Eye to the Telescope 25, Garbage, will be edited by John Reinhart.
Garbage, trash, refuse, junk, detritus, waste, rubbish. It’s that stuff on the curb, orbiting our planet, jammed into that drawer in the kitchen that always requires an extra shimmy before it'll close.
The human relationship with waste is a close one. It’s also one where perspective is vital. One multidimensional being’s waste byproduct may be another less mobile humanoid extraterrestrial’s valued possession, or however that saying goes. What are the stories aged space debris tells their newer members? How do the outer worlds deal with the issue of garbage? Who are the people who deal with trash?
I am interested in poetry that addresses all aspects of garbage in the speculative realm. I’ve been a garbage man, a dumpster diver, and a treasure walker. Although I am not likely to sing Oscar the Grouch’s “I Love Trash,” I have an affinity for the overlooked, the discarded, the junk of modern life—and I want to know what the future holds.
- Please send submissions to email@example.com with the subject line “ETTT sub:” followed by the poet’s name.
- Please submit 1–5 poems in English (in body of email or attached as .rtf).
- Include a short bio.
- Deadline: June 15, 2017. The issue will appear on July 15, 2017.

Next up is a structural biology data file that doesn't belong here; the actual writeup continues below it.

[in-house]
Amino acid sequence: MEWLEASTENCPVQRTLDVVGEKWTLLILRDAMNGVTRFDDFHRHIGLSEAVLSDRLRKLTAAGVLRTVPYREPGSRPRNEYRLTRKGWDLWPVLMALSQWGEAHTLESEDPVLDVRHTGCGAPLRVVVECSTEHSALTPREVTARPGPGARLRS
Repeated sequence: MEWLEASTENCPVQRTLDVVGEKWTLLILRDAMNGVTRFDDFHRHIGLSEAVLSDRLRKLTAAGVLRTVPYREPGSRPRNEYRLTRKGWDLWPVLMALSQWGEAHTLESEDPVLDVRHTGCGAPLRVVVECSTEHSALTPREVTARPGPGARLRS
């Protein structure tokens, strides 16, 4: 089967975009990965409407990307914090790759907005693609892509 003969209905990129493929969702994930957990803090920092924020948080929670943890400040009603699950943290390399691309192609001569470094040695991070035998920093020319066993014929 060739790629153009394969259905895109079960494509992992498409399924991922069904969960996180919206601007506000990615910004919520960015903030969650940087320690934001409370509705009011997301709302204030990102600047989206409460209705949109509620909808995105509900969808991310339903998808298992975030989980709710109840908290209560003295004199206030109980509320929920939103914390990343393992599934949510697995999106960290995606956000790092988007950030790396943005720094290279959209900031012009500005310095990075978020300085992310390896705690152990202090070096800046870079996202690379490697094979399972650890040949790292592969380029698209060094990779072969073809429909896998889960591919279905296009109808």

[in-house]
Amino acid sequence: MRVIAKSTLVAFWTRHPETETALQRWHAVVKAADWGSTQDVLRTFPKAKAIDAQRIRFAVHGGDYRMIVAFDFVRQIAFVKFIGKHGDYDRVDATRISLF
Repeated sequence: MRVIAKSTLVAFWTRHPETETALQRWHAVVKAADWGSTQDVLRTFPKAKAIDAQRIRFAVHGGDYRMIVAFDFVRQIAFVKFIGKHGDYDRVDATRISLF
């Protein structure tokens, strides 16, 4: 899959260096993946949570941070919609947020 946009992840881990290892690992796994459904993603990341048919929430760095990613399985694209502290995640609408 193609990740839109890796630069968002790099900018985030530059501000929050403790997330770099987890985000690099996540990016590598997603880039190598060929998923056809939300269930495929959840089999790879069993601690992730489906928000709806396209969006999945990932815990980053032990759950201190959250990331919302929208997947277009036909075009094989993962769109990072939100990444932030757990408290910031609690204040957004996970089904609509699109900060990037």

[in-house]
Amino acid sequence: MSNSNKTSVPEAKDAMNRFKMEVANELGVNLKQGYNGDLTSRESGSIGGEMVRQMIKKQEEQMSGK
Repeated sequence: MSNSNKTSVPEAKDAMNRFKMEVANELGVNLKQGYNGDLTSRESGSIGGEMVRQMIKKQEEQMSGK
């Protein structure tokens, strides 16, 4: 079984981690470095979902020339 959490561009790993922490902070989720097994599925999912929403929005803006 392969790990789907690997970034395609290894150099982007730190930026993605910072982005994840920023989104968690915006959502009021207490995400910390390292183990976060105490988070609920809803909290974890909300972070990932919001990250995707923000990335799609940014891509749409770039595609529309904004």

Payment and rights
- Accepted poems will be paid for at the following rate: US 3¢/word rounded to nearest dollar; minimum US $3, maximum $25. Payment is on publication.
- The Science Fiction & Fantasy Poetry Association normally uses PayPal to pay poets, but can also send checks.
- Eye to the Telescope is an online publication. Therefore, First Electronic Rights (for original unpublished poems) are being sought.
Who can submit?
Anyone writing speculative poetry.
What is Speculative Poetry?
Speculative poetry is poetry which falls within the genres of science fiction, fantasy, and supernatural horror, plus some related genres such as magic realism, metafiction, and fabulation. It is not easy to give precise definitions, partly because many of these genres are framed in term of fiction rather than poetry.
A good starting point is “About Science Fiction Poetry” by Suzette Haden Elgin, the founder of the Science Fiction Poetry Association. Despite its title, this article is applicable all forms of speculative poetry.
Tim Jones, editor of Issue 2, had a go at defining science fiction poetry on his blog, in two parts (These blog posts date from 2009, and the Voyagers anthology has since been published. These posts do refer specifically to science fiction poetry, rather than the broader field of speculative poetry.):
What Is the Science Fiction & Fantasy Poetry Association (SFPA)?
As the SFPA says on its website at sfpoetry.com, “The Science Fiction Poetry Association was founded in 1978 to bring together poets and readers interested in science fiction poetry. What is sf poetry? You know what they say about definitions—everybody has one. To be sure, it is poetry (we’ll leave that definition to you), but it’s poetry with some element of speculation—usually science fiction, fantasy, or horror. Some folks include surrealism, some straight science.”
See the SFPA site for lots more information—and please consider joining.
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Interested in editing an issue of Eye to the Telescope? See the Editors’ Guidelines for information and requirements.